What next after 1st October?

On the first of October, a big change hits the UK employment scene as this is the day that you are no longer allowed to do your Right to Work (RTW) checks remotely.

For the last few years, employers have been allowed to accept electronic copies of documents and to carry out a video check to make sure that the person they are employing matches the person on the passport or driving licence.

The change was brought in initially to cope with the effects of COVID and was a natural reaction to the need to make sure that people could be properly employed but without increasing risk.

Late last year, the government announced an extension to the timeline for the switching off of this rule and the end date is 30th September 2022.

For many employers this is fine. They will simply go back to what they were doing three years ago and continue with paper-based evidencing.

But for other employers who have evolved during COVID to a more connected and less 19th-century way of doing things, this could cause problems.

What is right to work?

In the UK every employer is legally required to ensure that the people who work for them have the right to work in the UK, both at the point that they are engaged and on an ongoing basis.

Note that the assumption from the UK government is that the employer has got it wrong and so there is this extraordinary concept of establishing a “Statutory excuse”.

Essentially this means that if you are investigated for illegal working then the onus is upon you to prove that you have done everything correctly otherwise your company could face penalties.

There are three ways to carry out RTW checks;

  1. a manual right-to-work check
  2. a right to work check using IDVT via the services of an IDSP
  3. a Home Office online right-to-work check

How do you establish a statutory excuse?

The legislation in this area is all around understanding who you are employing and whether or not they have the right to work in the UK.

For UK passport holders that is a relatively simple matter if they have a current UK passport as this is viewed as strong evidence.

You have to prove that you have checked that the document is genuine and you must make sure that it is current.

Employers must retain evidence that they have carried out the checks otherwise they won’t have a statutory excuse.

Importantly, you must make sure that the document relates to the person you are employing and that this person is the individual who actually turns up for work.

Be aware though that you as the employer are on the hook for this, so if you let your recruitment company or an outsourced HR provider do your background checks then you will still be liable for any penalties and not the company that does the checks for you.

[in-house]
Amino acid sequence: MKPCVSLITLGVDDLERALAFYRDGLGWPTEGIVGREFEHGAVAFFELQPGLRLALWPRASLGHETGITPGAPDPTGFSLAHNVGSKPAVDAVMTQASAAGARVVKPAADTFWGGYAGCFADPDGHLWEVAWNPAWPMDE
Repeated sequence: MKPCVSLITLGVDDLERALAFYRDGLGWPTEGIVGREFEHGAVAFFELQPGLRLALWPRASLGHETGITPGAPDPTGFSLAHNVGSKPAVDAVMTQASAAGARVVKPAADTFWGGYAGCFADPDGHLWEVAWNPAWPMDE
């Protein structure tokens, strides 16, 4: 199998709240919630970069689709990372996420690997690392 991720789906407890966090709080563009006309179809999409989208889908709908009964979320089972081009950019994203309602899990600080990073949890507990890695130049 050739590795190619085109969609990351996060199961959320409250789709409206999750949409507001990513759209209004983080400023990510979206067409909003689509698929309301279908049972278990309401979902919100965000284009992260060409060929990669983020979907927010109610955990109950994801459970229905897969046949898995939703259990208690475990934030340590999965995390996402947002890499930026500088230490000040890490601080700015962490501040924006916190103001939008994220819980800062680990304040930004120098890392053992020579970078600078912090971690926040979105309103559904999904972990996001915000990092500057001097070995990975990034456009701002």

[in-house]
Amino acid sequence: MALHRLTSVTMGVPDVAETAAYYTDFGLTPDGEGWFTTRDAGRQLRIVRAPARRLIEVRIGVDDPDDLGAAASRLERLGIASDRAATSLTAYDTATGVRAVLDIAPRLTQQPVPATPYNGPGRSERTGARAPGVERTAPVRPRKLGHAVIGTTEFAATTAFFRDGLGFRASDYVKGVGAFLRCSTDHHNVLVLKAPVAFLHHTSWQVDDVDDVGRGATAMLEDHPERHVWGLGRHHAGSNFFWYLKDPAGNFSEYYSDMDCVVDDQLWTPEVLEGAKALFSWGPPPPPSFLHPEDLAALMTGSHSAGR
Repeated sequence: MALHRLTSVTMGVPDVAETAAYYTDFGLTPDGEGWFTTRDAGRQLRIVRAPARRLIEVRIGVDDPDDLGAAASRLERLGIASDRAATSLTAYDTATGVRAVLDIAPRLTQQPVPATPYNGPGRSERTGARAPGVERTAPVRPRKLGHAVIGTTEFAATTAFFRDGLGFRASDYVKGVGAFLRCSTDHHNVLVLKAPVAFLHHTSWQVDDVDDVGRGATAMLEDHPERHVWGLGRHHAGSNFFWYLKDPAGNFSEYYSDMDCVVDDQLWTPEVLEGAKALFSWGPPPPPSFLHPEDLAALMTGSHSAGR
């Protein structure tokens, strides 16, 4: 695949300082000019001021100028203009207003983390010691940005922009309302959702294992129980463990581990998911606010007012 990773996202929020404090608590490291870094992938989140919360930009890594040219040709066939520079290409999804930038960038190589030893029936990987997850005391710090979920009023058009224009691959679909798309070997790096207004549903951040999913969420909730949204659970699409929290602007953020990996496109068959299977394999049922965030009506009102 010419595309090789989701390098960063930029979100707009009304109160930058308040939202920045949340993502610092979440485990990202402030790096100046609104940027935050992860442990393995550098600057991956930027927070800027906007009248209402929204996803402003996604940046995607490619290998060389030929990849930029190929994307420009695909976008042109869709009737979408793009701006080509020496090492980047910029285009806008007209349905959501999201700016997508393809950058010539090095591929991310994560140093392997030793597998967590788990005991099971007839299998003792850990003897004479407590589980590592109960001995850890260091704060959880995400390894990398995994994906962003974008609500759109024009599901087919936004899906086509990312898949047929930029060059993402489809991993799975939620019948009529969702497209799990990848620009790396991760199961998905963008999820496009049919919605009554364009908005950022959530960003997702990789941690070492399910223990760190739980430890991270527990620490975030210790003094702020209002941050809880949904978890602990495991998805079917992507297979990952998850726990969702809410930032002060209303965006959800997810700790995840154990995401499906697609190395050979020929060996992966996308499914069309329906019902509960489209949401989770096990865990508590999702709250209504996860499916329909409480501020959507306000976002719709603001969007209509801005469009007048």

For non-UK citizens, the picture is a little more mixed and largely relates to how long they have been in the country, how long you have employed them and what their visa status is.

The simplest way to check this is by using the Home Office Right to Work check. This requires the candidate to go onto the Home Office page here and obtain a share code.

They then pass this to you and you go to the Home Office employers page and use that to check their right to work.

Again, remember to save evidence that you have successfully carried out the checks.

Note that things are always changing in this area and you do need to keep up to date on the latest changes. You can find the up-to-date employer’s guide here.

What changes from October 2022?

From the 1st of October, employers can choose to use an IDentity Service Provider (IDSP).

This is a company that can provide a digital identity verification service (IDVT) that includes checking the validity of any documentation and that they relate to the person presenting them.

The benefit of this is that it is completely digital and very quick. More importantly, carrying out an IDVT with a registered IDSP automatically gives you a statutory excuse as long as you keep the evidence.

In practice, IDSPs can be cheap to use and actually take a lot of the stress away from doing the checks.

Carrying out manual checks always leaves the possibility that you could forget something or miss a forged document.

Bear in mind that you don’t HAVE to use an IDSP. You can continue to do manual checks if you want but truthfully it doesn’t make much sense.

One caveat is that the IDVT service only works for UK citizens and Irish citizens with a passport card although it is to be hoped that this will be rolled out to other nationalities later on.

A report from an IDSP should include all of the information in one document that will provide you with a statutory excuse and ensure you are employing who you think you are.

A quick word about GDPR and data privacy

When you go through a RTW check you will be collecting, processing and storing a lot of personal information so you do need to make sure you are doing this in a compliant manner.

A breach of data privacy regarding passports, driving licences and address proofs doesn’t bear thinking about.

The good news here is that an IDSP like Checkback will collect data in a totally compliant manner.

You’ll need to keep any documentation for two years but you can do this by keeping the IDVT report in electronic format in a secure location.

How to get a digital Right to Work check

It isn’t practical for any but the biggest employers to become an IDSP in their own right so you need to find a company that can help.

We have developed the perfect system for carrying our RTW checks whether you are employing 1 person a year or 10,000.

Check out our RTW offer here or contact us now and let us talk you through how we can help.


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